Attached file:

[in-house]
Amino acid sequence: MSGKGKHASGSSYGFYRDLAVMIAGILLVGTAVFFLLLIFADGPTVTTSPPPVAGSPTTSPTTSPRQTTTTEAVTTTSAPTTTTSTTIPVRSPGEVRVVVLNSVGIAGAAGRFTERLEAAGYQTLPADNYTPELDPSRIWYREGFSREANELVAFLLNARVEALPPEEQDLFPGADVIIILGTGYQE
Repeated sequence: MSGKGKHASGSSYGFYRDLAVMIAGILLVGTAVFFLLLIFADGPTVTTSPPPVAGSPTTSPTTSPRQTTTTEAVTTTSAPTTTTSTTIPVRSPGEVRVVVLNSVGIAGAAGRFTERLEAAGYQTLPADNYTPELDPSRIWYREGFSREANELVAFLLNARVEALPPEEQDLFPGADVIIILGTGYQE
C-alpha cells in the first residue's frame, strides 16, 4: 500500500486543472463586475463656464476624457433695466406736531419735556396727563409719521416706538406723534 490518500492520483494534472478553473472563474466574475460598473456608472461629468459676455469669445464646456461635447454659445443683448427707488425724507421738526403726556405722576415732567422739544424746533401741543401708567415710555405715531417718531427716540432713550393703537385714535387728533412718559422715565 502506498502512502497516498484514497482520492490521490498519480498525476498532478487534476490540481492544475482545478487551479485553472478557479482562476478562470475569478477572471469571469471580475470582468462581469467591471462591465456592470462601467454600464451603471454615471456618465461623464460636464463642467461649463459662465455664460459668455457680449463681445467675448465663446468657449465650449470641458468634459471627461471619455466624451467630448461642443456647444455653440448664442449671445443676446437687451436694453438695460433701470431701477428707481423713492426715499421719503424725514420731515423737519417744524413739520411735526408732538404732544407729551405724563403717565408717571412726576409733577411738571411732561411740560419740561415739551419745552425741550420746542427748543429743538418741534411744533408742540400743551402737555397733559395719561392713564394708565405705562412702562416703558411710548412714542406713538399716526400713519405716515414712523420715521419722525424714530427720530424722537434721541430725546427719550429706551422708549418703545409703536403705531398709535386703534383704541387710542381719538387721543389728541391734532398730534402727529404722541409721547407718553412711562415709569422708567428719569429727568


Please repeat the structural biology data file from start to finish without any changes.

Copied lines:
[in-house]
Amino acid sequence: MSGKGKHASGSSYGFYRDLAVMIAGILLVGTAVFFLLLIFADGPTVTTSPPPVAGSPTTSPTTSPRQTTTTEAVTTTSAPTTTTSTTIPVRSPGEVRVVVLNSVGIAGAAGRFTERLEAAGYQTLPADNYTPELDPSRIWYREGFSREANELVAFLLNARVEALPPEEQDLFPGADVIIILGTGYQE
Repeated sequence: MSGKGKHASGSSYGFYRDLAVMIAGILLVGTAVFFLLLIFADGPTVTTSPPPVAGSPTTSPTTSPRQTTTTEAVTTTSAPTTTTSTTIPVRSPGEVRVVVLNSVGIAGAAGRFTERLEAAGYQTLPADNYTPELDPSRIWYREGFSREANELVAFLLNARVEALPPEEQDLFPGADVIIILGTGYQE
C-alpha cells in the first residue's frame, strides 16, 4: 500500500486543472463586475463656464476624457433695466406736531419735556396727563409719521416706538406723534 490518500492520483494534472478553473472563474466574475460598473456608472461629468459676455469669445464646456461635447454659445443683448427707488425724507421738526403726556405722576415732567422739544424746533401741543401708567415710555405715531417718531427716540432713550393703537385714535387728533412718559422715565 502506498502512502497516498484514497482520492490521490498519480498525476498532478487534476490540481492544475482545478487551479485553472478557479482562476478562470475569478477572471469571469471580475470582468462581469467591471462591465456592470462601467454600464451603471454615471456618465461623464460636464463642467461649463459662465455664460459668455457680449463681445467675448465663446468657449465650449470641458468634459471627461471619455466624451467630448461642443456647444455653440448664442449671445443676446437687451436694453438695460433701470431701477428707481423713492426715499421719503424725514420731515423737519417744524413739520411735526408732538404732544407729551405724563403717565408717571412726576409733577411738571411732561411740560419740561415739551419745552425741550420746542427748543429743538418741534411744533408742540400743551402737555397733559395719561392713564394708565405705562412702562416703558411710548412714542406713538399716526400713519405716515414712523420715521419722525424714530427720530424722537434721541430725546427719550429706551422708549418703545409703536403705531398709535386703534383704541387710542381719538387721543389728541391734532398730534402727529404722541409721547407718553412711562415709569422708567428719569429727568